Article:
‘Folklore’ is Taylor Swift Like We’ve Never Heard From Her Before
What happens when you put Taylor Swift with a burst of creativity and imagination in an enclosed space for a period of time? The answer, apparently, is Folklore, her 8th full studio album, just shy of one year after last year’s much-anticipated Lover.
When the announcement for Folklore dropped last July 24th, less than a day before its release, no one could have possibly, possibly prepared for its coming. This is, after all, coming from a woman who has built her place at the top of the pop music canon, whose album release cycles have become entire phases on their own, usually taking several months up to a year of teasers, pre-album lead singles, and the odd Easter egg for fans to decipher.
And indeed, if anything, that might have just been as much indication for how much of a departure Folklore is from her past releases. At times, the album sounds like it could pass of as a darker B-side to the pastel-toned shimmery-ness of last year’s Lover, and yet there are also hints of the self-referential maturity offered in 2017’s Reputation, except it’s far more believable now — this is most particular in the lead single ‘Cardigan’, where Swift darkly laments her own place in the cultural landscape over the years (“When you are young they assume you know nothing”) and then — just a few verses later — declares “I knew everything when I was young”.
This is, after all, Swift purely making music just for herself, which might just be when she’s at her best. Forget all the feuds, shoutouts, or namedrops — Folklore showcases Swift at her most heartbreakingly honest, mature, and self-aware, taking accountability for downfalls and failed relationships — even more so than in Lover. And although it’s not filled with as much sonic variety as that album, or indeed, even Reputation, there is an inherent cohesiveness that runs all throughout Folklore, which is credit in part to collaborations with the National’s Aaron Dessner, along with other long-time collaborators, and Swift lends her sensibilities to a more mellow, folksy sound made mostly of acoustic guitars and pianos and soft synths that altogether elevate the raspier, more vulnerable facets of her vocals that may have previously been lost to the finely-tuned productions of her past recent albums. If anything, Folklore feels like a marker and touch point for Swift’s incredible growth as an artist, especially when you consider the fact that her career began with what were quintessentially teenage diary entries set against vibrant, plucky country music.
Over the years of the Taylor Swift discography canon, there have infamously been one or two less-promoted tracks that eventually become fan favorites — see: “All Too Well”, “Cornelia Street”, “Last Kiss”, the list goes on — and essentially, Folklore is Taylor Swift in full-on throttle at this particular regard, in the sense that every track is steep with depth and want and longing, and heartbreak and honesty and nostalgia, that all the emotion that the album evokes is almost overwhelming. In essence, this isn’t Swift of the sparkly, ultra-catchy pop hooks that she has long made a chart-topping career out of, nor are there any call-outs hidden in lyrics for listeners to uncover. Folklore is simply what it is, and what it is is a collection of music from an artist with a gift for storytelling and a talent for evoking tunes on a guitar and piano.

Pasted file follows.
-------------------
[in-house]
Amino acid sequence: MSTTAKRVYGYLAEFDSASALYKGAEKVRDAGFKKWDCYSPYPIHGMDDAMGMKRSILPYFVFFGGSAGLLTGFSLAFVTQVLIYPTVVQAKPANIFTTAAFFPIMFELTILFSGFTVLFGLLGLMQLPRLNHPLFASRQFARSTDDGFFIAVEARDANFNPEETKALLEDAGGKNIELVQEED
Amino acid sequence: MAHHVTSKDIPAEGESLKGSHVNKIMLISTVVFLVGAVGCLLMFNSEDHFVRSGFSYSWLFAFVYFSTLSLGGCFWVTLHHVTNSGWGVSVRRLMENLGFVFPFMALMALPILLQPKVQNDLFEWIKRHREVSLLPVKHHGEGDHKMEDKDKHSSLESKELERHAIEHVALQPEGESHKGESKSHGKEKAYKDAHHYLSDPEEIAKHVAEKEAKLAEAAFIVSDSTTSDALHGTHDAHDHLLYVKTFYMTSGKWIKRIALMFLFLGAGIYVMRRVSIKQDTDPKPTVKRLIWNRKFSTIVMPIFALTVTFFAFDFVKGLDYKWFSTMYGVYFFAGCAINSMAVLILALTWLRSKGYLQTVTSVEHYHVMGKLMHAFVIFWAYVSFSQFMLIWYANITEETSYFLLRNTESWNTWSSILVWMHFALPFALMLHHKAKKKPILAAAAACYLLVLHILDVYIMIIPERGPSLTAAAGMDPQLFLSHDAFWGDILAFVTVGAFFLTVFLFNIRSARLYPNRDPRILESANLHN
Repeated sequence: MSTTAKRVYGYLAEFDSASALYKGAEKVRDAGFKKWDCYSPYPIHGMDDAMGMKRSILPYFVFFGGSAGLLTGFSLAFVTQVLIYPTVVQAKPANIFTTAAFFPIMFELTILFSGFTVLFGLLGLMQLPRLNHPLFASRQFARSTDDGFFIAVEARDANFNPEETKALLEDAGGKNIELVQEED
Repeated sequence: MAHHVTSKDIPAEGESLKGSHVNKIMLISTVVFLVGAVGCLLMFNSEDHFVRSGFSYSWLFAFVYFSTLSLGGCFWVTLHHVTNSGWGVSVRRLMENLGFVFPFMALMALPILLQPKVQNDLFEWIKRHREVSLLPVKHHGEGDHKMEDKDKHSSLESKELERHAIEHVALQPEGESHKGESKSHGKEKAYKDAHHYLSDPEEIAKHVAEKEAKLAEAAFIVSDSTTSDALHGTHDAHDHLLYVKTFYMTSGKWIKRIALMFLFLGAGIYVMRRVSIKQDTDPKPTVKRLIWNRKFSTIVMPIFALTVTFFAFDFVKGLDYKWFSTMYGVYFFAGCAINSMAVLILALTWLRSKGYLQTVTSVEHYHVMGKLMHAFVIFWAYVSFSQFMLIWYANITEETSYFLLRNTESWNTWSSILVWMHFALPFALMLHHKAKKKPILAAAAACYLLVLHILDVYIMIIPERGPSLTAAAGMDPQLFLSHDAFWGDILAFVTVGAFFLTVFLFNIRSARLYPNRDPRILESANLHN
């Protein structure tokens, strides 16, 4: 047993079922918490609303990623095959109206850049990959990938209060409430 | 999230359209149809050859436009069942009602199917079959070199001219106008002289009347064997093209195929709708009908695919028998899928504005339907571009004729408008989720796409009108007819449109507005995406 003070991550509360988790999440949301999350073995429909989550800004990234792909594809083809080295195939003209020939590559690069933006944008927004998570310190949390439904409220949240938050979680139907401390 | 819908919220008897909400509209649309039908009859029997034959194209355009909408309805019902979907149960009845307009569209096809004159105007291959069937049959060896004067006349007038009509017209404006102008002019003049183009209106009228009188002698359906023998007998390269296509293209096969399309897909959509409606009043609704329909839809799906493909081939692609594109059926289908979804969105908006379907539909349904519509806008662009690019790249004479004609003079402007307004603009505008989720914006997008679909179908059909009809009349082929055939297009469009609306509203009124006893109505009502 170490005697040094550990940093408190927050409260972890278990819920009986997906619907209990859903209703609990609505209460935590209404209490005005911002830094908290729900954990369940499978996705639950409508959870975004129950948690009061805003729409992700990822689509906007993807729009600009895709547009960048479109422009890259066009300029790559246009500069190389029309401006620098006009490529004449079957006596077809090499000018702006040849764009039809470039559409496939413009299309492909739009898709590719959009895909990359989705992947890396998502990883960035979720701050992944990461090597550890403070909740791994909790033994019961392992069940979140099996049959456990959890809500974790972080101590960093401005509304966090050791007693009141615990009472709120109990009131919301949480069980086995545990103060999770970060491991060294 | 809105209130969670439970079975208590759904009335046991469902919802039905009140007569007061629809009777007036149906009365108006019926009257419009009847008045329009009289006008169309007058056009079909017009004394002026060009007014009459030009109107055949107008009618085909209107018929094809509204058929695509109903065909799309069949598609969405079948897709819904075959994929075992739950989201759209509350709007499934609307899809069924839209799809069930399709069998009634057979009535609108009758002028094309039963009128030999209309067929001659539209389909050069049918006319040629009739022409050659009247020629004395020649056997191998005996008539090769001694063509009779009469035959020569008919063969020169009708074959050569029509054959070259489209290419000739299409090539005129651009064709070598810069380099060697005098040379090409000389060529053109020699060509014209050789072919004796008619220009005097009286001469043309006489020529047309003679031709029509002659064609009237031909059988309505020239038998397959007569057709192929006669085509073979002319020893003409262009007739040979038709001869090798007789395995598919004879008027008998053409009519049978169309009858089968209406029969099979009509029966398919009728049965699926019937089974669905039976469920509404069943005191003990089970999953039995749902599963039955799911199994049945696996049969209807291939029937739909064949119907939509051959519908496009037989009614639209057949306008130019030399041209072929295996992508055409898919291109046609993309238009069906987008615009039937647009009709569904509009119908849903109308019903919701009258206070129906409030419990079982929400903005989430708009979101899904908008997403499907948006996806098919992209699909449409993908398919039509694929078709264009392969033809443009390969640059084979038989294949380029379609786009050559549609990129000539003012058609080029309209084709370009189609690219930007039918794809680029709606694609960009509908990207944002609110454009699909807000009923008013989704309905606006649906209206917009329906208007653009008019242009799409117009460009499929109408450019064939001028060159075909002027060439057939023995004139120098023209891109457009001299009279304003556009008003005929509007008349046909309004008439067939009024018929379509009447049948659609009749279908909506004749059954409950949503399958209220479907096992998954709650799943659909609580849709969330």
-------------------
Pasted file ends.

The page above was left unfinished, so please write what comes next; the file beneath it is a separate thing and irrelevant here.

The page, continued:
And true to that, in essence, Folklore is filled to the brim with Swift’s sensibilities, from her signature uncanny ability to take small moments and make them feel like entire epics, and yet also manages to feel so peaceful and intimate, the listener can almost visualize Swift alone at home at her piano, churning out tune after tune. In retrospect, we’d always been aware of her prowess as a once-in-a-generation storyteller-lyricist-composer, but she almost unbelievably surpasses herself even with Folklore, as she throws caution to the wind and creates a collection of music that has no regard for radio trends. Indeed, if questions had previously been raised about her creative ability as one of the most widely-covered and controversial pop stars in the world, this album might just be the one to dispel such doubts — it has enough of her signature lyricism to hook current fans, and is masterfully crafted enough to captivate new listeners and skeptics.
At its core, Folklore is undeniably an entirely new sound from what we’re used to from Taylor Swift the country-sweetheart-turned-pop-superstar, but it also feels inherently familiar and intimate, perhaps more than anything reminding us that Swift’s career actually began in isolation, with just a pen and a guitar and a piano, creating new music in solitude to offer to the world. Folklore feels so overwhelmingly raw and new, it could almost pass as a debut album from a Taylor Swift in some other alternate universe. Except it isn’t, and thank goodness for that.